If you ever find yourself at an Owen Sound Attack home game, Del DeGrey won’t be hard to find. No boxes, no booths. Instead, the team’s general manager stands in the same corner of JD McArthur Arena and even leans on the same railing to get that perfect spot.
A former NHL defenseman, scout and self-described “observer of the game,” DeGray has been able to study some incredible young talent from that perspective during his 15-plus years with Owen Sound. But without a doubt, he is one of the most successful players he has ever faced. Montreal Canadiens The captain Nick Suzuki.
“He was arguably one of the smartest visionary kids in the OHL draft,” DeGray said, thinking back to scouting Suzuki for the first time, when the center played AAA for the London Junior Knights. “I thought he was an average to better-than-average skater but his speed wasn’t exceptional and he was really, really smart. He saw the ice really well, was an incredible passer and creative. You know, He was one of the first guys I saw bank the puck into the net from the goal side.
Suzuki is known as one of the more talented young forwards in the NHL today, but it was more than two-drags and saucer passes that drew him to de Gray and Owen Sound early on.
“I met him and his dad at an interview where I drove them to Owen Sound, and after my first meeting with Nick I said to our head scout, ‘This is the player we want to draft. Going,'” DeGrey explained. That took Suzuki with the 14th overall pick of the 2015 OHL Priority Selection.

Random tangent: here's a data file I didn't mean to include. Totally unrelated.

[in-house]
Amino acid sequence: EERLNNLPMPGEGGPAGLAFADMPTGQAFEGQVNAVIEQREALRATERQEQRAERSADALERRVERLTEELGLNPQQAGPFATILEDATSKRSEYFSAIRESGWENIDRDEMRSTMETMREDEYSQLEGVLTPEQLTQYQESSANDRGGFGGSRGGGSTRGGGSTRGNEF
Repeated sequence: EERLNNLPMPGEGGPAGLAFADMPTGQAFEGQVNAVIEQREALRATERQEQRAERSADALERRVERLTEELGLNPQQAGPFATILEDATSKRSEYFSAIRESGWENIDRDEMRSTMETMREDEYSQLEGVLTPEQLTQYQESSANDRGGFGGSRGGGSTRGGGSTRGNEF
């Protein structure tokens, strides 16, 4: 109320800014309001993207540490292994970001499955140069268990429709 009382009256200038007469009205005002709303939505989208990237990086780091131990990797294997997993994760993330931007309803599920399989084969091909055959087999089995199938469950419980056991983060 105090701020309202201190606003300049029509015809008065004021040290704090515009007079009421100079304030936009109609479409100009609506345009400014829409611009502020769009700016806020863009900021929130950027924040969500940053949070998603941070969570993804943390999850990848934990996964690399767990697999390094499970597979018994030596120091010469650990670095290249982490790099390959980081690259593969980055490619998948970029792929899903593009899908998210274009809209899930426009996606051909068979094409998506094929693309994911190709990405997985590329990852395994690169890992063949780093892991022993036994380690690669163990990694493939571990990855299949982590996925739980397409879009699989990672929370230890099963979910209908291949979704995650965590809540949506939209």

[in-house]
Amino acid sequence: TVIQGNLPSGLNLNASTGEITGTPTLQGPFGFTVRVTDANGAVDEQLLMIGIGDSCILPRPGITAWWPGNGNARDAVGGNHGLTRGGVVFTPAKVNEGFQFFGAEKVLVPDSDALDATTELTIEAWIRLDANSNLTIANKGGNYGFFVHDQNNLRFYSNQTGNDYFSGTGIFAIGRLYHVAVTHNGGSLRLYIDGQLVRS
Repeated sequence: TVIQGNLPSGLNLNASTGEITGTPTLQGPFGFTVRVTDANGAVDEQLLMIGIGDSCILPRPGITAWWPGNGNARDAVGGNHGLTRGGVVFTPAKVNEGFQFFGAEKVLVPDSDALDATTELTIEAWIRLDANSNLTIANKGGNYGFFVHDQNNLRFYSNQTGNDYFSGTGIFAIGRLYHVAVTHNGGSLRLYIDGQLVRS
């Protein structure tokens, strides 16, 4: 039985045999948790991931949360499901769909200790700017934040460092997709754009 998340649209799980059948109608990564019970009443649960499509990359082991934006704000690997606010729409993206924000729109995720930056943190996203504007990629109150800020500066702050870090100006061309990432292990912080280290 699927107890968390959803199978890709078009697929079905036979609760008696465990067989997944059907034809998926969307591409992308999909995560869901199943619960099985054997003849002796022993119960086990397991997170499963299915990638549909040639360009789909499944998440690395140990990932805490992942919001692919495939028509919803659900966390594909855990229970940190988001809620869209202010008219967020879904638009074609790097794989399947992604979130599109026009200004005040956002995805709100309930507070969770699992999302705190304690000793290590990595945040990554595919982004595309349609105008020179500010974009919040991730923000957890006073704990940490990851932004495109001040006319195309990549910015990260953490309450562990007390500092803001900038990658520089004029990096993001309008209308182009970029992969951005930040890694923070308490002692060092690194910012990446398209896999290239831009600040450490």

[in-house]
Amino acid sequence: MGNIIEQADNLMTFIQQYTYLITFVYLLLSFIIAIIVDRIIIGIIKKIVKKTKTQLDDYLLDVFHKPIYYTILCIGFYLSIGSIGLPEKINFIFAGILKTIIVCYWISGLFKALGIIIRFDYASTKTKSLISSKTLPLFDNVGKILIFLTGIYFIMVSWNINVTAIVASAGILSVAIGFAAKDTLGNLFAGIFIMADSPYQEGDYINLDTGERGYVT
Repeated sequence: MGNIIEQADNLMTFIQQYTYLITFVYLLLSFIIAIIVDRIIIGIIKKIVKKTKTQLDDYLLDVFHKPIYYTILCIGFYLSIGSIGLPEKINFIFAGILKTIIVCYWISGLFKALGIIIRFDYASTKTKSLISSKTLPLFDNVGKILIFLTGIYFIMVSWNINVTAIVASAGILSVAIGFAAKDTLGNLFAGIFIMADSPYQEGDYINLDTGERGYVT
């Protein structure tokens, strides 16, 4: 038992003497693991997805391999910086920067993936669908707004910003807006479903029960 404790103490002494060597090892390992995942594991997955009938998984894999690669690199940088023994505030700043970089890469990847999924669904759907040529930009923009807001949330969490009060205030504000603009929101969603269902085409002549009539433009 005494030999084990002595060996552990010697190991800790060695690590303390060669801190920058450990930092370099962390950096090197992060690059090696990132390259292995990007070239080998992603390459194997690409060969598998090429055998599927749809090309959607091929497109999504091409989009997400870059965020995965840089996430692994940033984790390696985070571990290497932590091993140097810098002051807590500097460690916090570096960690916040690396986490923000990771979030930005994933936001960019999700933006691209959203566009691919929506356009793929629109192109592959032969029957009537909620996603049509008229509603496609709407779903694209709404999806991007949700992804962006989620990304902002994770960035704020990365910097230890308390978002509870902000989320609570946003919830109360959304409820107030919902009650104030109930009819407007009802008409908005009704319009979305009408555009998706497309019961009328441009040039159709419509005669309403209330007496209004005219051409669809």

In his first season in the OHL, London, Ont. The native earned a spot on the league’s first All-Rookie team. He then doubled his production as a sophomore. Beyond the incredible stats and flashy highlight reel, though, the center left a lasting impression because of how he conducted himself behind the scenes.
“I would say that Nick is a very humble superstar. He really, really is,” DeGrey said. “In junior hockey, he was a humble superstar. He had time for the kids and the people around Owen Sound. He was very respectful. He was a truly first-class individual. He was never a guy where He knew how good he was and he told everyone. He let people tell him how good he was and I really respected him for the way he behaved.